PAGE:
The number of people on Ealing Council's housing waiting list has rocketed by 150 per cent in five years - more than three times the London average.
New research shows the figures leapt from 8,269 households in 2002 to 20,653 last year as the borough struggled to meet the rising demand for social housing.
The sharp increase is highlighted in a report by the National Housing Federation London, which says housing associations and councils are not doing enough to cope with the 'devastating' scale of housing needs across London.
A further spike is expected in Ealing's waiting list over the next 12 months as more families struggle to cope with severe economic conditions. The council has admitted that 94 per cent of people on the list have almost no chance of being given a home.
Federation head Belinda Porich said: "Last year housing associations increased the number of social homes they produced by more than a third to nearly 11,500. But it's not enough to tackle the devastating scale of Londoners' housing needs. In the same period over 15,000 more families were accepted as homeless by London councils.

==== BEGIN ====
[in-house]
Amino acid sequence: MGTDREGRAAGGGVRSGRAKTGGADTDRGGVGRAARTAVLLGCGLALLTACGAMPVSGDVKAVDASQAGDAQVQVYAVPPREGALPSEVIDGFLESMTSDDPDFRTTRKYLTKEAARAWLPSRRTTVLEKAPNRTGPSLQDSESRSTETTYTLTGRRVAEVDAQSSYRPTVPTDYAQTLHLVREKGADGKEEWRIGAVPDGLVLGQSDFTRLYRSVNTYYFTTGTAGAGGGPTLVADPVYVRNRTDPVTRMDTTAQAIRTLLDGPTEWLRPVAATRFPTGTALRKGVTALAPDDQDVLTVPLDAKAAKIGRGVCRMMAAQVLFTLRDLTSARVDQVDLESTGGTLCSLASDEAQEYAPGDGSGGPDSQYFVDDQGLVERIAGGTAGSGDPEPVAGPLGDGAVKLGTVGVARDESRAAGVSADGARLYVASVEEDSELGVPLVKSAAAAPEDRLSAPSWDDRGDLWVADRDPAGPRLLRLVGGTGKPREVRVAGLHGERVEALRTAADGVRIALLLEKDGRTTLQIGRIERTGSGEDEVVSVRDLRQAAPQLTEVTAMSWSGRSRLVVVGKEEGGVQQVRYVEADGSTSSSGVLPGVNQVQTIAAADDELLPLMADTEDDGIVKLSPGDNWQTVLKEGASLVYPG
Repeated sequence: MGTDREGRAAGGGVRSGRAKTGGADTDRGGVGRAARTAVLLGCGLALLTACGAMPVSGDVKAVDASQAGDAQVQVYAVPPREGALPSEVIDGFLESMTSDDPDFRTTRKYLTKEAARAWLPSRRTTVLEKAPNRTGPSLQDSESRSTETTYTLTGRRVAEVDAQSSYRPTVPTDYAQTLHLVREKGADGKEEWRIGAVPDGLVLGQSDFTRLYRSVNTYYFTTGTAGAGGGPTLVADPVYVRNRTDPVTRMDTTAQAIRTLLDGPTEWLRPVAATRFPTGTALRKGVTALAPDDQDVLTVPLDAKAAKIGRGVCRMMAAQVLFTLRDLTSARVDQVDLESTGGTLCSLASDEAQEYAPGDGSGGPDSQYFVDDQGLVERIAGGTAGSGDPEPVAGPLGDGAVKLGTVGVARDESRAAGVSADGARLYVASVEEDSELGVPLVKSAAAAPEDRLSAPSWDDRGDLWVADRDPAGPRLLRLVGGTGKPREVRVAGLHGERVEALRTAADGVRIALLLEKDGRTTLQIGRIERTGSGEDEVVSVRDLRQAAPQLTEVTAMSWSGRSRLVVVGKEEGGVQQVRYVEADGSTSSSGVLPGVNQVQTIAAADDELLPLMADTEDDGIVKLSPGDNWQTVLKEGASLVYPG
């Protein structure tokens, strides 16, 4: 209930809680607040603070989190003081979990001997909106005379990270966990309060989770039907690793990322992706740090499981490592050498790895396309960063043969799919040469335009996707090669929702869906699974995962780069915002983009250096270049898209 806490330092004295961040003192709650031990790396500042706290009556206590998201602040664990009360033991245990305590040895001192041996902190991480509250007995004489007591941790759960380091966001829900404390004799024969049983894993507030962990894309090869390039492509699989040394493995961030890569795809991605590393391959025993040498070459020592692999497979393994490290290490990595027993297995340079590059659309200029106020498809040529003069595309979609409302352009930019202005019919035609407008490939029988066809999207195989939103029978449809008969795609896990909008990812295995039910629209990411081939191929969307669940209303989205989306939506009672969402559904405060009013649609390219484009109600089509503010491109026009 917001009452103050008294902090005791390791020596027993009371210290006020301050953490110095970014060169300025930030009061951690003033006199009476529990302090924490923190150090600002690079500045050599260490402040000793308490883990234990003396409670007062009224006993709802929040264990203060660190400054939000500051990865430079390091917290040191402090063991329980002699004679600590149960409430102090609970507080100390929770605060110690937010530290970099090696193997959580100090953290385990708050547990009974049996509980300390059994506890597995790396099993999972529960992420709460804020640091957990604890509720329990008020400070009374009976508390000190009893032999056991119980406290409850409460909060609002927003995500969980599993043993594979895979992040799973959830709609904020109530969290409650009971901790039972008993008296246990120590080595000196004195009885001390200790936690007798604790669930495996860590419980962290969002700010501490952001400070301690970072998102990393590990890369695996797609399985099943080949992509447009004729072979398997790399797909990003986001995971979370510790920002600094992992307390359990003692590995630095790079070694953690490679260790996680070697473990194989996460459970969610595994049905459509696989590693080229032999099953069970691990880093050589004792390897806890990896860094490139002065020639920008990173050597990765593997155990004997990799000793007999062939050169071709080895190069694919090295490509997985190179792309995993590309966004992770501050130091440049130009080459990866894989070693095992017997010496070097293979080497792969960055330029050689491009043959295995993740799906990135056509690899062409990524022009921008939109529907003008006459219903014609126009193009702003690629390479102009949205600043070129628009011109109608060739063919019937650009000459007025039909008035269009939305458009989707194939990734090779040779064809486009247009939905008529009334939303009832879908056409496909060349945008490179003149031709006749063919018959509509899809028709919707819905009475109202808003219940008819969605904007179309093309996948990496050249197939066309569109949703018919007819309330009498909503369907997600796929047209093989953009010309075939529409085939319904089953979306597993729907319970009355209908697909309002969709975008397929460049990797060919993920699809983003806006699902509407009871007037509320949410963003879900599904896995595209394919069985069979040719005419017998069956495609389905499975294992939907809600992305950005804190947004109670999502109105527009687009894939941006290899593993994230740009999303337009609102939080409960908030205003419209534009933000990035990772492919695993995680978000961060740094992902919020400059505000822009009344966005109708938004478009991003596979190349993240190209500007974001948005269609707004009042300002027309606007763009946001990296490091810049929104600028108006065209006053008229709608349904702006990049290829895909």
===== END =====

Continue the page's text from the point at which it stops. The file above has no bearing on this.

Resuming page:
"With unemployment and repossessions on the rise, we can expect another spike in the numbers of households turning to the social housing sector for help over the next 12 months.
"It is critical we increase the capacity of housing associations to deal with the fallout from a struggling economy."
The report also reveals that buying a home remains impossible for many people in Ealing. In 2007 the average property price was £330,000, which at the time would require a combined income of £90,000 to afford a mortgage - yet the average income in the borough last year was £24,000.
The council's housing leader, Will Brooks, said: "This report highlights one of the major challenges facing this borough and should be of no surprise considering what the council has been saying over the past couple of years.
"Demand for housing considerably outstrips supply and despite the borough meeting social housing targets, this continues. Increasing the supply of social and affordable housing remains a key priority in every development in the borough."
And Darrell Mercer, chief executive of housing association A2 Dominion Group, said: "The waiting list is not going to be reduced overnight, but in order to make progress longterm commitment is needed from us, other housing organisations, local authorities and the wider community."